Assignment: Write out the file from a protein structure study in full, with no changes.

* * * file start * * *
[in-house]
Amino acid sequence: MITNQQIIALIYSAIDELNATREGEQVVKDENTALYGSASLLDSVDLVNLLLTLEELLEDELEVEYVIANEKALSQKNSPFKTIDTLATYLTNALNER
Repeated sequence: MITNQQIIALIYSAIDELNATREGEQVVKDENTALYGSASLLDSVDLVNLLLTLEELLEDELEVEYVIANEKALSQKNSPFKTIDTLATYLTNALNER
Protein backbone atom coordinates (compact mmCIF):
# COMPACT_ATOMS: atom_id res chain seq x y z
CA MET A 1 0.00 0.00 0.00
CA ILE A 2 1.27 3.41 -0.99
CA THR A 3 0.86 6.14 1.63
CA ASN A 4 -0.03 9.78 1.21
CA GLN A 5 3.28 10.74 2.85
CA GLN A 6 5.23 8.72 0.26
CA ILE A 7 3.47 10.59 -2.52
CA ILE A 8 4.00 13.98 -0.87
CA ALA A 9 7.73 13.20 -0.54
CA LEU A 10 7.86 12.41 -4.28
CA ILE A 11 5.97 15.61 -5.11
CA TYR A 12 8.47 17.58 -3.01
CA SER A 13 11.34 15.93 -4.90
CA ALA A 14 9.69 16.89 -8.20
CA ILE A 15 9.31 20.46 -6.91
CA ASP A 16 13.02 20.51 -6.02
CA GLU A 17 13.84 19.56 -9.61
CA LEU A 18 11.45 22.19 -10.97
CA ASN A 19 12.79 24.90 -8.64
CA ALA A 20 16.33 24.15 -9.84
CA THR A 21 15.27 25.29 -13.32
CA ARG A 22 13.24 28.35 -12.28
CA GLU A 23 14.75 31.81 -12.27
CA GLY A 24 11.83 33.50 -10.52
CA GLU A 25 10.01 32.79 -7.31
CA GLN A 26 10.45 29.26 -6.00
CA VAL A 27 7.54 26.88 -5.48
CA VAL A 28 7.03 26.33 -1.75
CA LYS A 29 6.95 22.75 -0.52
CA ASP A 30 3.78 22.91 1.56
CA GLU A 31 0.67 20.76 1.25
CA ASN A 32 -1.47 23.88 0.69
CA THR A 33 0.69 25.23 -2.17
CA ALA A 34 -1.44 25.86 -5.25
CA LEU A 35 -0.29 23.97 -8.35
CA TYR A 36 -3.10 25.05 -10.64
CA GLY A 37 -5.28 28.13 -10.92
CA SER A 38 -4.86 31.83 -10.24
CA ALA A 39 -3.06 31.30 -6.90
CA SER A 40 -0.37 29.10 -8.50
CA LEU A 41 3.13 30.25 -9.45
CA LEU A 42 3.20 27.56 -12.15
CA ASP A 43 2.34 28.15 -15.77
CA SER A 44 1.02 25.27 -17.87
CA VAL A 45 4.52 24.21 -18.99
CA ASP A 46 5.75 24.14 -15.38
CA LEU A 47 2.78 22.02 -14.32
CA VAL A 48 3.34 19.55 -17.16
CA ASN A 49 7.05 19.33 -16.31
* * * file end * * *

[in-house]
Amino acid sequence: MITNQQIIALIYSAIDELNATREGEQVVKDENTALYGSASLLDSVDLVNLLLTLEELLEDELEVEYVIANEKALSQKNSPFKTIDTLATYLTNALNER
Repeated sequence: MITNQQIIALIYSAIDELNATREGEQVVKDENTALYGSASLLDSVDLVNLLLTLEELLEDELEVEYVIANEKALSQKNSPFKTIDTLATYLTNALNER
Protein backbone atom coordinates (compact mmCIF):
# COMPACT_ATOMS: atom_id res chain seq x y z
CA MET A 1 0.00 0.00 0.00
CA ILE A 2 1.27 3.41 -0.99
CA THR A 3 0.86 6.14 1.63
CA ASN A 4 -0.03 9.78 1.21
CA GLN A 5 3.28 10.74 2.85
CA GLN A 6 5.23 8.72 0.26
CA ILE A 7 3.47 10.59 -2.52
CA ILE A 8 4.00 13.98 -0.87
CA ALA A 9 7.73 13.20 -0.54
CA LEU A 10 7.86 12.41 -4.28
CA ILE A 11 5.97 15.61 -5.11
CA TYR A 12 8.47 17.58 -3.01
CA SER A 13 11.34 15.93 -4.90
CA ALA A 14 9.69 16.89 -8.20
CA ILE A 15 9.31 20.46 -6.91
CA ASP A 16 13.02 20.51 -6.02
CA GLU A 17 13.84 19.56 -9.61
CA LEU A 18 11.45 22.19 -10.97
CA ASN A 19 12.79 24.90 -8.64
CA ALA A 20 16.33 24.15 -9.84
CA THR A 21 15.27 25.29 -13.32
CA ARG A 22 13.24 28.35 -12.28
CA GLU A 23 14.75 31.81 -12.27
CA GLY A 24 11.83 33.50 -10.52
CA GLU A 25 10.01 32.79 -7.31
CA GLN A 26 10.45 29.26 -6.00
CA VAL A 27 7.54 26.88 -5.48
CA VAL A 28 7.03 26.33 -1.75
CA LYS A 29 6.95 22.75 -0.52
CA ASP A 30 3.78 22.91 1.56
CA GLU A 31 0.67 20.76 1.25
CA ASN A 32 -1.47 23.88 0.69
CA THR A 33 0.69 25.23 -2.17
CA ALA A 34 -1.44 25.86 -5.25
CA LEU A 35 -0.29 23.97 -8.35
CA TYR A 36 -3.10 25.05 -10.64
CA GLY A 37 -5.28 28.13 -10.92
CA SER A 38 -4.86 31.83 -10.24
CA ALA A 39 -3.06 31.30 -6.90
CA SER A 40 -0.37 29.10 -8.50
CA LEU A 41 3.13 30.25 -9.45
CA LEU A 42 3.20 27.56 -12.15
CA ASP A 43 2.34 28.15 -15.77
CA SER A 44 1.02 25.27 -17.87
CA VAL A 45 4.52 24.21 -18.99
CA ASP A 46 5.75 24.14 -15.38
CA LEU A 47 2.78 22.02 -14.32
CA VAL A 48 3.34 19.55 -17.16
CA ASN A 49 7.05 19.33 -16.31